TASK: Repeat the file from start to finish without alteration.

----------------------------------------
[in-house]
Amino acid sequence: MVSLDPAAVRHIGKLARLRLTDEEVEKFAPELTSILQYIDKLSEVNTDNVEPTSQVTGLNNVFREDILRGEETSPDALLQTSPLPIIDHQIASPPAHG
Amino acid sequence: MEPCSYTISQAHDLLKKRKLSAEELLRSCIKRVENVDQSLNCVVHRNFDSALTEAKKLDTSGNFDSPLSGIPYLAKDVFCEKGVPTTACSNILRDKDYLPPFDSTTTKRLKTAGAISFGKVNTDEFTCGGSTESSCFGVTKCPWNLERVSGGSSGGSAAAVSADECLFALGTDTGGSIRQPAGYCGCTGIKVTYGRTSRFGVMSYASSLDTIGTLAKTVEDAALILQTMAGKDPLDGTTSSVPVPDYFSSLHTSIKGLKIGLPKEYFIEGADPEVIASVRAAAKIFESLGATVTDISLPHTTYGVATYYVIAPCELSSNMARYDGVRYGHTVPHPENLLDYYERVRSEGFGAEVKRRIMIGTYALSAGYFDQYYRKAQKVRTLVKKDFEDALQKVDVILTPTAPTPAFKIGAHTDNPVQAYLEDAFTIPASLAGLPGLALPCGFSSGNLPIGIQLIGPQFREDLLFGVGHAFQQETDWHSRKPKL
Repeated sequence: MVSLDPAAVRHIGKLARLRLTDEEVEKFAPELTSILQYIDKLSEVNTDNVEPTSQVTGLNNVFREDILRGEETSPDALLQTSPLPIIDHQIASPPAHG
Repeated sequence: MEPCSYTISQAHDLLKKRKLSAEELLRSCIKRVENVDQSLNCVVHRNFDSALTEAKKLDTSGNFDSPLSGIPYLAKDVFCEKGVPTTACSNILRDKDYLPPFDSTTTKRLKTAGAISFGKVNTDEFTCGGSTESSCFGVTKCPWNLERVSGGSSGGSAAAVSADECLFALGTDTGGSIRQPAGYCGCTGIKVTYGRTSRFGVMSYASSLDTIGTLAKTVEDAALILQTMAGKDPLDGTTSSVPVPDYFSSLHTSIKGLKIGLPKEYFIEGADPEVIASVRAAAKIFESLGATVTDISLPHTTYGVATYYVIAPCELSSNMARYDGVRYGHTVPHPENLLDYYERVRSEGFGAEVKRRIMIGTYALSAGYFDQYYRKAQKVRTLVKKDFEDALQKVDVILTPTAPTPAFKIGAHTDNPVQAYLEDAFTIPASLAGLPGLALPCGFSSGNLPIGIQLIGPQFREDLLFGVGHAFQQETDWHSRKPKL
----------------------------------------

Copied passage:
[in-house]
Amino acid sequence: MVSLDPAAVRHIGKLARLRLTDEEVEKFAPELTSILQYIDKLSEVNTDNVEPTSQVTGLNNVFREDILRGEETSPDALLQTSPLPIIDHQIASPPAHG
Amino acid sequence: MEPCSYTISQAHDLLKKRKLSAEELLRSCIKRVENVDQSLNCVVHRNFDSALTEAKKLDTSGNFDSPLSGIPYLAKDVFCEKGVPTTACSNILRDKDYLPPFDSTTTKRLKTAGAISFGKVNTDEFTCGGSTESSCFGVTKCPWNLERVSGGSSGGSAAAVSADECLFALGTDTGGSIRQPAGYCGCTGIKVTYGRTSRFGVMSYASSLDTIGTLAKTVEDAALILQTMAGKDPLDGTTSSVPVPDYFSSLHTSIKGLKIGLPKEYFIEGADPEVIASVRAAAKIFESLGATVTDISLPHTTYGVATYYVIAPCELSSNMARYDGVRYGHTVPHPENLLDYYERVRSEGFGAEVKRRIMIGTYALSAGYFDQYYRKAQKVRTLVKKDFEDALQKVDVILTPTAPTPAFKIGAHTDNPVQAYLEDAFTIPASLAGLPGLALPCGFSSGNLPIGIQLIGPQFREDLLFGVGHAFQQETDWHSRKPKL
Repeated sequence: MVSLDPAAVRHIGKLARLRLTDEEVEKFAPELTSILQYIDKLSEVNTDNVEPTSQVTGLNNVFREDILRGEETSPDALLQTSPLPIIDHQIASPPAHG
Repeated sequence: MEPCSYTISQAHDLLKKRKLSAEELLRSCIKRVENVDQSLNCVVHRNFDSALTEAKKLDTSGNFDSPLSGIPYLAKDVFCEKGVPTTACSNILRDKDYLPPFDSTTTKRLKTAGAISFGKVNTDEFTCGGSTESSCFGVTKCPWNLERVSGGSSGGSAAAVSADECLFALGTDTGGSIRQPAGYCGCTGIKVTYGRTSRFGVMSYASSLDTIGTLAKTVEDAALILQTMAGKDPLDGTTSSVPVPDYFSSLHTSIKGLKIGLPKEYFIEGADPEVIASVRAAAKIFESLGATVTDISLPHTTYGVATYYVIAPCELSSNMARYDGVRYGHTVPHPENLLDYYERVRSEGFGAEVKRRIMIGTYALSAGYFDQYYRKAQKVRTLVKKDFEDALQKVDVILTPTAPTPAFKIGAHTDNPVQAYLEDAFTIPASLAGLPGLALPCGFSSGNLPIGIQLIGPQFREDLLFGVGHAFQQETDWHSRKPKL